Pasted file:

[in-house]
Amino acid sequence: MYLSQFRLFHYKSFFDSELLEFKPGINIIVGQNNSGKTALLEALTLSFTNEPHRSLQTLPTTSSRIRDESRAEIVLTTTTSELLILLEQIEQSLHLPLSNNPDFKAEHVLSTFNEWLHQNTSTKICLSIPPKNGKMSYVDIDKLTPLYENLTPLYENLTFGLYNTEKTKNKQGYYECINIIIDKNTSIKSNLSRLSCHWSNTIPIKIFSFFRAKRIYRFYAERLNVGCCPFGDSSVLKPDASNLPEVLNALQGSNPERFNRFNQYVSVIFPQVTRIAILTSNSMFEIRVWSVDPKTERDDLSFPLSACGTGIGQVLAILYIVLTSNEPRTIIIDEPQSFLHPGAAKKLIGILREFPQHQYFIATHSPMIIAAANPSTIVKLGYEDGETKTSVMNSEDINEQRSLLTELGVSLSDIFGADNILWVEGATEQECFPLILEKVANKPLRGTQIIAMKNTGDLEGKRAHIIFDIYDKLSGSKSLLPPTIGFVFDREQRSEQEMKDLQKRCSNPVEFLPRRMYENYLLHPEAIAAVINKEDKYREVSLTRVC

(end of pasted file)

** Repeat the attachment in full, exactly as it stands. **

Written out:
[in-house]
Amino acid sequence: MYLSQFRLFHYKSFFDSELLEFKPGINIIVGQNNSGKTALLEALTLSFTNEPHRSLQTLPTTSSRIRDESRAEIVLTTTTSELLILLEQIEQSLHLPLSNNPDFKAEHVLSTFNEWLHQNTSTKICLSIPPKNGKMSYVDIDKLTPLYENLTPLYENLTFGLYNTEKTKNKQGYYECINIIIDKNTSIKSNLSRLSCHWSNTIPIKIFSFFRAKRIYRFYAERLNVGCCPFGDSSVLKPDASNLPEVLNALQGSNPERFNRFNQYVSVIFPQVTRIAILTSNSMFEIRVWSVDPKTERDDLSFPLSACGTGIGQVLAILYIVLTSNEPRTIIIDEPQSFLHPGAAKKLIGILREFPQHQYFIATHSPMIIAAANPSTIVKLGYEDGETKTSVMNSEDINEQRSLLTELGVSLSDIFGADNILWVEGATEQECFPLILEKVANKPLRGTQIIAMKNTGDLEGKRAHIIFDIYDKLSGSKSLLPPTIGFVFDREQRSEQEMKDLQKRCSNPVEFLPRRMYENYLLHPEAIAAVINKEDKYREVSLTRVC